Celebrated chef and restaurateur Tony Bilson has died.
Often referred to as the "godfather of Australian cuisine", Bilson passed away peacefully from a complicated set of many illnesses on Thursday night in the company of family. He was 76.
Bilson's culinary career began in Melbourne at the end of the 1960s, when he cooked at La Pomme d'Or in Camberwell and Lygon Street's Albion Hotel.
In 1972, he moved to Sydney with partner Gay Morris (later Gay Bilson) and the couple opened Tony's Bon Gout on Elizabeth Street. The restaurant introduced diners to the intricacies of French gastronomy and became a bolthole for the Sydney Push.
"Many food lovers maintain that modern Sydney dining was born in Tony's Bon Gout," said The Sydney Morning Herald chief restaurant critic Terry Durack. "When Gough Whitlam came to power, it became a sort of unofficial Labor Party clubhouse - they even left Chinatown for it."
At the height of its popularity, Bon Gout was booked out six months in advance with a $9.50 fixed-price meal that might have included duck's neck "en brioche", live local lobster and lemon souffle.
The Bilsons took their food philosophies to the Hawkesbury in 1976 and turned the homely Berowra Waters Inn teahouse into a fine-dining temple. A slick refit designed by architect Glen Murcutt gifted the riverside restaurant a contemporary Australian setting.
"Berowra Waters Inn will stay in my mind forever as the epitome of Australian dining," said Good Food columnist and former Good Food Guide editor Jill Dupleix.
"Tony and Gay were determined to throw out the rule book and create a new Australian way of doing things. By commissioning Glenn Murcutt to do the building, they said, 'This is Australia, this is our nation. We are the bright young things; let's speak food in a new Australian vernacular.' "
Speaking to the Herald in 2009, Bilson said he regarded food and wine as essential elements of a nation's culture. "Cooking at the top level is not an art; it is art."
By the time Berowra Waters Inn was awarded three hats in the first Sydney Morning Herald Good Food Guide in 1984, Bilson had separated from Gay and left the Hawkesbury to focus on other venues.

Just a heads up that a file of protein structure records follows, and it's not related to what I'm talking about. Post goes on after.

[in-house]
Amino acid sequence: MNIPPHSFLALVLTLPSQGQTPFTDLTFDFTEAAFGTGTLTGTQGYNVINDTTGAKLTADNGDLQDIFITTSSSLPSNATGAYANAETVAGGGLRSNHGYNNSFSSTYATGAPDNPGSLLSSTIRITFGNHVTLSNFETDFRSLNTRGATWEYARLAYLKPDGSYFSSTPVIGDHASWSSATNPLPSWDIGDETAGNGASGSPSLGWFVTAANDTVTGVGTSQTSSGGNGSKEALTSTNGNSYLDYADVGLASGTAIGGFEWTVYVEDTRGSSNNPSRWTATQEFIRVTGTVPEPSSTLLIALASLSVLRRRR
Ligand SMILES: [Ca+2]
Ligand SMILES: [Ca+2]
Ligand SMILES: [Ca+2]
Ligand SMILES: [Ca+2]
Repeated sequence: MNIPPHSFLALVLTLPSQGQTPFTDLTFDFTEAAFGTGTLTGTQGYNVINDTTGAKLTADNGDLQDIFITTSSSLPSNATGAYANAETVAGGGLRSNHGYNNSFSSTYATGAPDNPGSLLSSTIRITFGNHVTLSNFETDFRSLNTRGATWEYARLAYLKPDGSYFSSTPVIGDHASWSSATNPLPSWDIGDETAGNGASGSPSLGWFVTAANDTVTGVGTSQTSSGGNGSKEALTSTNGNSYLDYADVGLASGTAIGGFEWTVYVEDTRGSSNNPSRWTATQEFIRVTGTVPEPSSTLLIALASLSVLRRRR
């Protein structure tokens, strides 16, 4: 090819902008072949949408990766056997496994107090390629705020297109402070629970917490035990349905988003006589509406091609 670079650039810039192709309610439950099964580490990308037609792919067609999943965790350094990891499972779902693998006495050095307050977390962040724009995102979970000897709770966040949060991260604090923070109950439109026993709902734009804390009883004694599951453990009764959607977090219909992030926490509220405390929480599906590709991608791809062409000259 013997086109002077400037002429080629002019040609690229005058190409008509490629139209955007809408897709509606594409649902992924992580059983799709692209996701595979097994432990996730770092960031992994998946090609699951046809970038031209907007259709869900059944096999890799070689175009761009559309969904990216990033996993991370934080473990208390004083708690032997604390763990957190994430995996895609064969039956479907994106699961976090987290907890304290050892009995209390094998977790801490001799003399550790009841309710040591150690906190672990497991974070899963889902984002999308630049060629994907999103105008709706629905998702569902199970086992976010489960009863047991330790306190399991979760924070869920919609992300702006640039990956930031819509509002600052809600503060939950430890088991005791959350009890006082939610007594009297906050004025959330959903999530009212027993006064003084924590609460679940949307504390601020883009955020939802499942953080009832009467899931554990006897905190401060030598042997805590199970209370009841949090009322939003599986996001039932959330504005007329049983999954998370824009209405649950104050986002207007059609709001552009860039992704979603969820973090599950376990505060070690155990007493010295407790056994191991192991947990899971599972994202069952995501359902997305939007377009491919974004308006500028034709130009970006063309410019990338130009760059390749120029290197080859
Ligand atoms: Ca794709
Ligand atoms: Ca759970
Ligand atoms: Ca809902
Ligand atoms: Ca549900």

In partnership with property developer Leon Fink, Bilson transformed an old Taylor Square funeral parlour into Kinselas, a theatre, bar and brasserie that became the centre of Sydney's nightlife in 1982.
"Kinselas was, for me, the best thing that had or has ever happened to Sydney," food writer Dr John Newton said.
"Restaurants, a bar, and a cabaret theatre, with performances from artists as disparate as Divine, Max Gillies, Mort Sahl and George Melly. Kinselas was, as Tony wrote, about 'art, politics, sex, and of course, food'."
Bilson and Fink also won the tender to operate a prestige restaurant at the Overseas Passenger Terminal and launched Bilson's at the harbourside site in 1988. Bilson parted ways with his eponymous restaurant in the early '90s, and the fine-diner later changed its name to Quay.
The chef with a trademark bow-tie also operated Fine Bouche in East Sydney, the Treasury at Hotel InterContinental, the multimillion-dollar Ampersand at Darling Harbour and Canard Bistro in Double Bay.
Durack said that, while Bilson was never really a fan of celebrity chefs, it is ironic that he played an enormous role in nurturing the likes of Manu Feildel and Miguel Maestre.
"Mind you, he also hired some of the most significant Michelin-starred chefs, such as Taillevent's Alain Soliveres, Peruvian master Diego Munoz and Pascal Barbot, who went on to open Astrance and win three Michelin stars," Durack said.
"And never forget who first hired Tetsuya Wakuda as a Japanese-speaking dishwasher and then asked him to do some sushi at Kinselas."
The chef's last high-profile restaurant, Bilson's at the Radisson Blu Plaza on O'Connell Street, was awarded three hats in many editions of the Good Food Guide before shuttering due to an unexpected tax bill in 2011.
"Tony was well-educated, well-read and very articulate," said Durack. "I remember him as being very didactic. It was his way, which was usually the French way, or the highway. He maintained you couldn't match wine to Thai food, for example, which was always worth a good argument or two."
Dupleix said Bilson had no time for fools and "little time for those who weren't fools but may have disagreed with him".
"He believed in a 'proper' gastronomic education and loved to quote Escoffier," she said.
"Appreciation of wine and a knowledge of cheese was of paramount importance. I don't think we will see his like again."